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Reusable Cups in the Den

Tiana Lawrence 20’

Staff Writer


Merrimack College’s SGA Dining Committee put forth a reusable cup initiative on Oct. 2. The high volume of beverage purchases in the Warriors Den led to some recycling issues, given that straws are not recyclable material. The use of reusable cups will help simplify recycling efforts on campus and increase Merrimack’s effort to go green..

Geena Levine, a member of the Dining Committee, explained during the SGA meeting that students would either purchase the cups or they would be given out, but this is yet to be determined. Generating excitement around going green is crucial to the success of recycling. Student participation is what drives the recycling efforts on campus.

“Both this initiative as well as the recycling one will hopefully show students that Merrimack is always looking to help the environment and do things to make the world a better place,” added Mary Levine, another member of the SGA Dining Committee.

“Essentially, students would buy a reusable cup from the den, maybe somewhere around $3, and then every time they bring their reusable cup to the den for coffee, they will get coffee at a reduced price,” Mary Levine explained.

“Students would receive a discount for using the reusable cup or use a punch card system to earn a free coffee,” added Geena Levine. The punch card system would be a method to keep track of how many students are engaging in the initiative. Receiving a discount or earning a free beverage was discussed to ensure students would be rewarded for their participation.

As a student led initiative, the idea is to aid the urgent need to further recycling efforts on campus.

“The biggest impact this will have are the environmental ones. By Merrimack choosing to go green and get rid of plastic on the campus, we have chosen to make the world a bit better,” Mary Levine said.

Colleen Mearon, a sophomore at Merrimack, says she often purchases coffee at least two to three times a week on campus from both the Warriors Den and McQuade Library.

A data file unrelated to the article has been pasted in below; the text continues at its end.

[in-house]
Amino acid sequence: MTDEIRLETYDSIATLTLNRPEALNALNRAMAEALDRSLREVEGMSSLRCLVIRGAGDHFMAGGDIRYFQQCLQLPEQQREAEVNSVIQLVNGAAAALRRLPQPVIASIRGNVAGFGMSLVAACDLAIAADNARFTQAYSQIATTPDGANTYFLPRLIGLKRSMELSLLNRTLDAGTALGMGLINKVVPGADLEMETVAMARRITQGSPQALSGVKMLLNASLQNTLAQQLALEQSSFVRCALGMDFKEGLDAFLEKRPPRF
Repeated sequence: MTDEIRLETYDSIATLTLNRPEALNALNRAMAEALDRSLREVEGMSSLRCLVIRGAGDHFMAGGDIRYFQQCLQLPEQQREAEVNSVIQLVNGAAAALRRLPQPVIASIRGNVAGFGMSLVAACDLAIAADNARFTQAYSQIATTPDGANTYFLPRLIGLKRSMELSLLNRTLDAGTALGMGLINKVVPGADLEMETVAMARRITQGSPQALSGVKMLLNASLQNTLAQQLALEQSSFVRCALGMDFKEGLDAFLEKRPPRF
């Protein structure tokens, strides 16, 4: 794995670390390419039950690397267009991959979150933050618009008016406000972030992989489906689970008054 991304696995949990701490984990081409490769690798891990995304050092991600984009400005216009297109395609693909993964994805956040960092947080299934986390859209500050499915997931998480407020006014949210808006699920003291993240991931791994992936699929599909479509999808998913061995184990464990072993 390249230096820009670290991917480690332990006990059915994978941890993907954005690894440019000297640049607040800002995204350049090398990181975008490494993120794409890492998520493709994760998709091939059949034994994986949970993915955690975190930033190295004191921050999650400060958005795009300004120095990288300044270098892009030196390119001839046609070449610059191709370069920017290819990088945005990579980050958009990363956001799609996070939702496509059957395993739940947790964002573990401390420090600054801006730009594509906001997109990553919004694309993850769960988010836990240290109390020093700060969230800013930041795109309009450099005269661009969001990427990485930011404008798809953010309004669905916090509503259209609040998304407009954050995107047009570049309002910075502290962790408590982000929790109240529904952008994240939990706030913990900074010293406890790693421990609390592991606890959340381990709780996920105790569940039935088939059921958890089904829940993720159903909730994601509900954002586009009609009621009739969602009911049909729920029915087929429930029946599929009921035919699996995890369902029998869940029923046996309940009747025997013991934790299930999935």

“I think a good way to approach this idea would be to either have students buy a cup at the beginning of the year and charge less for those using this reusable cup, or to just have students purchase one beverage and if they request a refill it could be cheaper,” Mearon added.

“This idea is supported by Sodexo, however, and we can hopefully see this within the next month or so,” said Mary Levine. Implementing the reusable cups as soon as possible will allow students to get a feel for the process and create a better understanding for what it means to go green.

Mary Levine also added, “Making this a Merrimack initiative not only helps students to make this a part of their daily lives, but it will also project a better image of Merrimack as a whole. An image that supports the reduction of plastic waste in our environment.”

By offering yet another starting point, this initiative ties into the larger environmental projects on Merrimack’s campus. Incentives to have single-stream recycling containers in academic and housing buildings are currently in place. The reusable cup strategy is the start of expanding efforts, and Mary Levine also included that placement outside of the Warriors Den is up for discussion.